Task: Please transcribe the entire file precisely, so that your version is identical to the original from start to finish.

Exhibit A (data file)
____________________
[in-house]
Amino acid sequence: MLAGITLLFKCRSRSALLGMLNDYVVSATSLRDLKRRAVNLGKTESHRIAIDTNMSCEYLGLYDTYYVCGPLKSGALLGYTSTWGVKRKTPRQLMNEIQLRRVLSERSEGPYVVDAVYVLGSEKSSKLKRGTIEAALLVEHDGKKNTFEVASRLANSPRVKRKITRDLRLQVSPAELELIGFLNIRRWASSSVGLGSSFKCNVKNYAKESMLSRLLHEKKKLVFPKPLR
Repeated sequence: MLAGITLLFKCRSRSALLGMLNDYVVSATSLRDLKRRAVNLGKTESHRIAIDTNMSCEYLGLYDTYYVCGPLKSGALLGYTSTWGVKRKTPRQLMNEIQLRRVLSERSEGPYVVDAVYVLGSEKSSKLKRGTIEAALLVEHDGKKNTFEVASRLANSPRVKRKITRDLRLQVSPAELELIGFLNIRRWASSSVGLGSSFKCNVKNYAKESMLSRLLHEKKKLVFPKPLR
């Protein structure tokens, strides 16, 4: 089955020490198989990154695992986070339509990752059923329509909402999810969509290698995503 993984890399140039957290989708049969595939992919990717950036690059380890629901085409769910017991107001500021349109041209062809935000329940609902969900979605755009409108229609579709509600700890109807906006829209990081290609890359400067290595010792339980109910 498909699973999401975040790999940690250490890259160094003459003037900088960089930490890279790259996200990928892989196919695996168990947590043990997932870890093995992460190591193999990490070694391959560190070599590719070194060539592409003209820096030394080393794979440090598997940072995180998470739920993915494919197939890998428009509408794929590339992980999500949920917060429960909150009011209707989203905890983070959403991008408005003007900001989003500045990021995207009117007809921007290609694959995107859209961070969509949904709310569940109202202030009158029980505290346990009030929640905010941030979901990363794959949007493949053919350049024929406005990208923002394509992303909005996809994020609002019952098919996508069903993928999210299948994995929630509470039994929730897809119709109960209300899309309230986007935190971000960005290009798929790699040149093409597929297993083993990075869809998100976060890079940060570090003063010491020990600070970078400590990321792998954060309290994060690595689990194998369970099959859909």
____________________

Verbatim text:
[in-house]
Amino acid sequence: MLAGITLLFKCRSRSALLGMLNDYVVSATSLRDLKRRAVNLGKTESHRIAIDTNMSCEYLGLYDTYYVCGPLKSGALLGYTSTWGVKRKTPRQLMNEIQLRRVLSERSEGPYVVDAVYVLGSEKSSKLKRGTIEAALLVEHDGKKNTFEVASRLANSPRVKRKITRDLRLQVSPAELELIGFLNIRRWASSSVGLGSSFKCNVKNYAKESMLSRLLHEKKKLVFPKPLR
Repeated sequence: MLAGITLLFKCRSRSALLGMLNDYVVSATSLRDLKRRAVNLGKTESHRIAIDTNMSCEYLGLYDTYYVCGPLKSGALLGYTSTWGVKRKTPRQLMNEIQLRRVLSERSEGPYVVDAVYVLGSEKSSKLKRGTIEAALLVEHDGKKNTFEVASRLANSPRVKRKITRDLRLQVSPAELELIGFLNIRRWASSSVGLGSSFKCNVKNYAKESMLSRLLHEKKKLVFPKPLR
């Protein structure tokens, strides 16, 4: 089955020490198989990154695992986070339509990752059923329509909402999810969509290698995503 993984890399140039957290989708049969595939992919990717950036690059380890629901085409769910017991107001500021349109041209062809935000329940609902969900979605755009409108229609579709509600700890109807906006829209990081290609890359400067290595010792339980109910 498909699973999401975040790999940690250490890259160094003459003037900088960089930490890279790259996200990928892989196919695996168990947590043990997932870890093995992460190591193999990490070694391959560190070599590719070194060539592409003209820096030394080393794979440090598997940072995180998470739920993915494919197939890998428009509408794929590339992980999500949920917060429960909150009011209707989203905890983070959403991008408005003007900001989003500045990021995207009117007809921007290609694959995107859209961070969509949904709310569940109202202030009158029980505290346990009030929640905010941030979901990363794959949007493949053919350049024929406005990208923002394509992303909005996809994020609002019952098919996508069903993928999210299948994995929630509470039994929730897809119709109960209300899309309230986007935190971000960005290009798929790699040149093409597929297993083993990075869809998100976060890079940060570090003063010491020990600070970078400590990321792998954060309290994060690595689990194998369970099959859909």